This platinum mountain-inspired engagement ring features a central 0.96ct diamond with four custom cut baguette diamonds on the sides. The sculpting on the flanks was from a very specific design from the client, which took a bit of development to make feasible. Reducing designs to this scale is tricky, as everything has to be sturdy, but stay dainty.
I like the idea of trying to completely remove any angles from the metalwork of a ring. If it’s deliberate then fine, but I think angles need reasons. The surf rings really run with that. Two tidal waves crash together with gems set into lots of curls in the water. The pair of rings both have a flowing river/surf design incorporated.
Fractals are infinitely complex, whereas obviously there is a limit to the amount of detail I can include, but the twinkle of the diamonds does some of the work for me. There are so many curves layered on top of each other here and I had to go through lots of sketches to get the flow right. There’s a central half carat white diamond flanked by two smaller blue diamonds, a great choice for someone with blue eyes.
The star engagement ring design was done for one of my very good friends, and I think it’s awesome. She has requested that it isn’t replicated set with the same gorgeous hot pink synthetic sapphire, but it is available to buy with other coloured stones on our Etsy page. I also designed a simple red gold wedding band to fit around the ring.
Aren’t hands awesome? They’re one of the defining things about us as humans and have so much magnificently fine tuned engineering in them. Hands are famed as hard to draw, but once you’ve figured out the arcs of the knuckles they’re fairly straightforward. The wrists are the hardest part. Claddagh rings traditionally include a crown and a heart, but these rings are transforming it into more modern claddagh engagement rings, which needs to be taller and narrower to fit next to a wedding ring. The row of diamonds is a nod to the crown and the tattoos are personal to each client of each of the claddagh engagement rings, mixing Indian and Celtic symbols in one of them.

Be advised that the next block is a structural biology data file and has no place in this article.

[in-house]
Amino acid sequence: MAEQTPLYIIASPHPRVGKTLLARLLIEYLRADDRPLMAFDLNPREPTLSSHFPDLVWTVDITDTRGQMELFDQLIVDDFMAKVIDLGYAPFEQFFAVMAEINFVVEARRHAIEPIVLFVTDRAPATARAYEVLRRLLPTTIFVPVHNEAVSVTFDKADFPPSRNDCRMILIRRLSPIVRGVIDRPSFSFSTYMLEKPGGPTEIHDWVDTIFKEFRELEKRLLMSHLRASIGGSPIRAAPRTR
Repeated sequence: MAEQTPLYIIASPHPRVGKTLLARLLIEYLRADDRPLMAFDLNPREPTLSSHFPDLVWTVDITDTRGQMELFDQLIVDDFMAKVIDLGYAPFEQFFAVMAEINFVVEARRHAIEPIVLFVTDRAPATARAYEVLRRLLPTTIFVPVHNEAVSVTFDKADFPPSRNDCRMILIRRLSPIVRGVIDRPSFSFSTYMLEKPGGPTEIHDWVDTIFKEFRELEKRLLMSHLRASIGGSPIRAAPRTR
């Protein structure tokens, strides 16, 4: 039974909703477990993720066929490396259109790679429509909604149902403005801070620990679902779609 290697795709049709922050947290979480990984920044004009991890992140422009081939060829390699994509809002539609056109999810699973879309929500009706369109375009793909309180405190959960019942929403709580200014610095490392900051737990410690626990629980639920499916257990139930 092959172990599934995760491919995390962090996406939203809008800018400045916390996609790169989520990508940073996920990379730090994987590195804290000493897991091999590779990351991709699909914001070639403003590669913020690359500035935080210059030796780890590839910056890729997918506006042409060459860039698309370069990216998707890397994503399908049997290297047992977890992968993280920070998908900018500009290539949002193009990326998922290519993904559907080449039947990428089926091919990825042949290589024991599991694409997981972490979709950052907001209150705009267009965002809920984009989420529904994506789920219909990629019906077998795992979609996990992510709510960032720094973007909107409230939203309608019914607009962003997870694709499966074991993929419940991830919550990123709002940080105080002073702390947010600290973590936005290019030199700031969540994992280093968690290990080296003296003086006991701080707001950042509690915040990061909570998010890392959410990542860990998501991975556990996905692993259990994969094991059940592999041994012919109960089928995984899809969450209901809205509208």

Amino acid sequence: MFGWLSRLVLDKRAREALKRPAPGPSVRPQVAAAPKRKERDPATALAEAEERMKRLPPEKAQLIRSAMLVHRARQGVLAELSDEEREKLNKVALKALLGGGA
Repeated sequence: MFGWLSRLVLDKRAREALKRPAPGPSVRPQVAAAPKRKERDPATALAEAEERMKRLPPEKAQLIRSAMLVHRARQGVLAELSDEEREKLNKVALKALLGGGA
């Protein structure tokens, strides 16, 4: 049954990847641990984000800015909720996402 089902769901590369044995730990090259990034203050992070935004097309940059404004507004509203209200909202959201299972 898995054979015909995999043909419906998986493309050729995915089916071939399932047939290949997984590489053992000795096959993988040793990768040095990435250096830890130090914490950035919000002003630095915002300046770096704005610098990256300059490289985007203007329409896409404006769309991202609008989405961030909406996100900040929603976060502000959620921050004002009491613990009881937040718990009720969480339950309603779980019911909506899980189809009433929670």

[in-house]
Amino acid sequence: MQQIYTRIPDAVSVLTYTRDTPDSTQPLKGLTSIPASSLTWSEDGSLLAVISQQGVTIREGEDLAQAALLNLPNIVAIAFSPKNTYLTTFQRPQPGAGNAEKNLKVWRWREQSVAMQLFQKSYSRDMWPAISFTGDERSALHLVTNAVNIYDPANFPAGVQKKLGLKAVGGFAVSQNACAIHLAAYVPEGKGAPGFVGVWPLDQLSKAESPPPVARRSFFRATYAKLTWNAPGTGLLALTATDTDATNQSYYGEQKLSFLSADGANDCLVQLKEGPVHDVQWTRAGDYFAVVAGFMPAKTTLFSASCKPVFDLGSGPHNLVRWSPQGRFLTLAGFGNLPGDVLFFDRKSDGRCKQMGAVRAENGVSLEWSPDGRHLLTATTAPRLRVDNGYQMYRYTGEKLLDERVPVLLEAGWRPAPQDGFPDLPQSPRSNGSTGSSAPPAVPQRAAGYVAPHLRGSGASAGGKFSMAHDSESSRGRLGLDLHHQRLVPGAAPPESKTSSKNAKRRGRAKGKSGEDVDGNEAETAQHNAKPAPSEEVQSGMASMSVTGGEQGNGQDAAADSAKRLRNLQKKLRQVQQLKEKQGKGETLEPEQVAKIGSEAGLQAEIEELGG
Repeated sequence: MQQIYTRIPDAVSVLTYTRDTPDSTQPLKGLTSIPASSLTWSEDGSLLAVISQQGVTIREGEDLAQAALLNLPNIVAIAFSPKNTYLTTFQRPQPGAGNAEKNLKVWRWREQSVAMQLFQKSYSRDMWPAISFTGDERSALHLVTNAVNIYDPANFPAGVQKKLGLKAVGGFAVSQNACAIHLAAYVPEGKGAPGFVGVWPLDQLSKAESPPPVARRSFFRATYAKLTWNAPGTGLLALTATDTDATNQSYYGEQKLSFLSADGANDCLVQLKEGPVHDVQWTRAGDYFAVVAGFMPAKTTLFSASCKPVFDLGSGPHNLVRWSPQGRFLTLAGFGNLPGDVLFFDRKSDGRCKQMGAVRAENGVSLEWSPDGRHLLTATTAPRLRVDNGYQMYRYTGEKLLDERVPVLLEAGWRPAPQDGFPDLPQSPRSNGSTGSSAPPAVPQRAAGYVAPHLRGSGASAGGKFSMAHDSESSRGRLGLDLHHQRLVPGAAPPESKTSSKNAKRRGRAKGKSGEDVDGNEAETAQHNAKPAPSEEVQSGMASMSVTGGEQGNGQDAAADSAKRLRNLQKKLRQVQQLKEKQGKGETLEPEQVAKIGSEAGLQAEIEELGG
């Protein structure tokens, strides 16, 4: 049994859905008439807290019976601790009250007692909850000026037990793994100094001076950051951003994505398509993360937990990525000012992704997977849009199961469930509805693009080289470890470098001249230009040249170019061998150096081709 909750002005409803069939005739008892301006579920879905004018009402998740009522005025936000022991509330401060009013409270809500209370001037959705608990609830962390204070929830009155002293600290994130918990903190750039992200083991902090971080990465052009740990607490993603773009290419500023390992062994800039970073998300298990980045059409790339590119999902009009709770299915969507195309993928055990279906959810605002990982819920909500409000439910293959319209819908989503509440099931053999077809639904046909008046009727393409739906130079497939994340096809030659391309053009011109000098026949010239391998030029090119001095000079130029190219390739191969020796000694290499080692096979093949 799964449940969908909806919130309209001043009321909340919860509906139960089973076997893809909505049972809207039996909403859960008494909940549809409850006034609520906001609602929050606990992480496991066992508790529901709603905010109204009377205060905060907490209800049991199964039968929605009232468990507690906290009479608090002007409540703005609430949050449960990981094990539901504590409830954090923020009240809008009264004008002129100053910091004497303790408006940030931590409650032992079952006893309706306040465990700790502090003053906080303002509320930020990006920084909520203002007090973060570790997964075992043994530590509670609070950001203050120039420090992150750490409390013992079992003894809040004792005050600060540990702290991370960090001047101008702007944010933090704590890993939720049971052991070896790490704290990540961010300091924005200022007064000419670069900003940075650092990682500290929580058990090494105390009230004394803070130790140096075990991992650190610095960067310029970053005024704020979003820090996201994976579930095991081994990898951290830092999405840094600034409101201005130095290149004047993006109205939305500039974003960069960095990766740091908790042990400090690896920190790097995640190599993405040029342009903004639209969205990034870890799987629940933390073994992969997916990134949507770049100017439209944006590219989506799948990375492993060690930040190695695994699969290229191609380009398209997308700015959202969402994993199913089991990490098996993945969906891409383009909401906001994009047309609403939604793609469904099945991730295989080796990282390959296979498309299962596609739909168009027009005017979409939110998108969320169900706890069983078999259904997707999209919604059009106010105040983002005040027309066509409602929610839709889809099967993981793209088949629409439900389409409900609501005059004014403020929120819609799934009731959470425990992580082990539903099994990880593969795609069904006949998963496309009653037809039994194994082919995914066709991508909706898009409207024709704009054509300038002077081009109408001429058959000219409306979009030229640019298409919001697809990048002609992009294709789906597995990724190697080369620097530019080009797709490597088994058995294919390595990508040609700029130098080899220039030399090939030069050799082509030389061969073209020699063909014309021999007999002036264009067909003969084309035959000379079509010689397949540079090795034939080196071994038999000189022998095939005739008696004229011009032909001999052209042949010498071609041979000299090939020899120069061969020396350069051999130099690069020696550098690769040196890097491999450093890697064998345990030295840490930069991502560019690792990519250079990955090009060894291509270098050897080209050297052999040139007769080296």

From above, the platinum and diamond ring had to look as simple and classic as possible, but from the sides the central stone is held between the wings of a pair of larks ascending. This perfectly tackles the need for a balance of subtlety, sentimentality, elegance and, perhaps most importantly, fun for me. The woman this was designed for (in secret) plays the violin and her favourite piece is ‘The Lark Ascending’, plus in her parents’ garden there are larks that actually ‘ascend’, which is supposedly quite rare.
The red gold and platinum ring, set with a black diamond, is a type of yin yang ring. The platinum side represents the tail of a metal horse, and the red gold side is the stripes of a fire tiger. These symbolise the man and the woman in the relationship.
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